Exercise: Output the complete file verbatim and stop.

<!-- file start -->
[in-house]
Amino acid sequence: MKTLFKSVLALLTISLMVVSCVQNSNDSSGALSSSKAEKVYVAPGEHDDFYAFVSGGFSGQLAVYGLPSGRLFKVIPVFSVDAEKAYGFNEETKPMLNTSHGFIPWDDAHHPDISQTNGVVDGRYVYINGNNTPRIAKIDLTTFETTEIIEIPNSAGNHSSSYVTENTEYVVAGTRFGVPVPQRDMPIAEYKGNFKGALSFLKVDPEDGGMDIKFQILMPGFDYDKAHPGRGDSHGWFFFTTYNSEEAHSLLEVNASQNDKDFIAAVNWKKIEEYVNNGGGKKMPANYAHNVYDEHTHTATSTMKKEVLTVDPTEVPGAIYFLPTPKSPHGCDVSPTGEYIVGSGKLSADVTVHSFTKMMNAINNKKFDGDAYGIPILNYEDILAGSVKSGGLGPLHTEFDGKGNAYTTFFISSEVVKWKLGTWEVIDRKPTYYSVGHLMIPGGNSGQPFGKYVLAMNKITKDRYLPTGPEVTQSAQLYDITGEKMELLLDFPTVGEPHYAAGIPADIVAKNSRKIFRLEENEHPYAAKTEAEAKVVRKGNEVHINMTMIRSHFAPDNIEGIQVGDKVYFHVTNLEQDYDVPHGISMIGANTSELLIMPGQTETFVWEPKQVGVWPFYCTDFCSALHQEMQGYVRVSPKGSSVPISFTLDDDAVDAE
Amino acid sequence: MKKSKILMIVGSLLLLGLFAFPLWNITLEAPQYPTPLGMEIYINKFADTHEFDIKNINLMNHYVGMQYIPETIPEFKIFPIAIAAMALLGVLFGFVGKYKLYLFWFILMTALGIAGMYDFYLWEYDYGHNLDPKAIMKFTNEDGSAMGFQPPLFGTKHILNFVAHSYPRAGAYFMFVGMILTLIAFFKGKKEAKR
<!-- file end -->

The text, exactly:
[in-house]
Amino acid sequence: MKTLFKSVLALLTISLMVVSCVQNSNDSSGALSSSKAEKVYVAPGEHDDFYAFVSGGFSGQLAVYGLPSGRLFKVIPVFSVDAEKAYGFNEETKPMLNTSHGFIPWDDAHHPDISQTNGVVDGRYVYINGNNTPRIAKIDLTTFETTEIIEIPNSAGNHSSSYVTENTEYVVAGTRFGVPVPQRDMPIAEYKGNFKGALSFLKVDPEDGGMDIKFQILMPGFDYDKAHPGRGDSHGWFFFTTYNSEEAHSLLEVNASQNDKDFIAAVNWKKIEEYVNNGGGKKMPANYAHNVYDEHTHTATSTMKKEVLTVDPTEVPGAIYFLPTPKSPHGCDVSPTGEYIVGSGKLSADVTVHSFTKMMNAINNKKFDGDAYGIPILNYEDILAGSVKSGGLGPLHTEFDGKGNAYTTFFISSEVVKWKLGTWEVIDRKPTYYSVGHLMIPGGNSGQPFGKYVLAMNKITKDRYLPTGPEVTQSAQLYDITGEKMELLLDFPTVGEPHYAAGIPADIVAKNSRKIFRLEENEHPYAAKTEAEAKVVRKGNEVHINMTMIRSHFAPDNIEGIQVGDKVYFHVTNLEQDYDVPHGISMIGANTSELLIMPGQTETFVWEPKQVGVWPFYCTDFCSALHQEMQGYVRVSPKGSSVPISFTLDDDAVDAE
Amino acid sequence: MKKSKILMIVGSLLLLGLFAFPLWNITLEAPQYPTPLGMEIYINKFADTHEFDIKNINLMNHYVGMQYIPETIPEFKIFPIAIAAMALLGVLFGFVGKYKLYLFWFILMTALGIAGMYDFYLWEYDYGHNLDPKAIMKFTNEDGSAMGFQPPLFGTKHILNFVAHSYPRAGAYFMFVGMILTLIAFFKGKKEAKR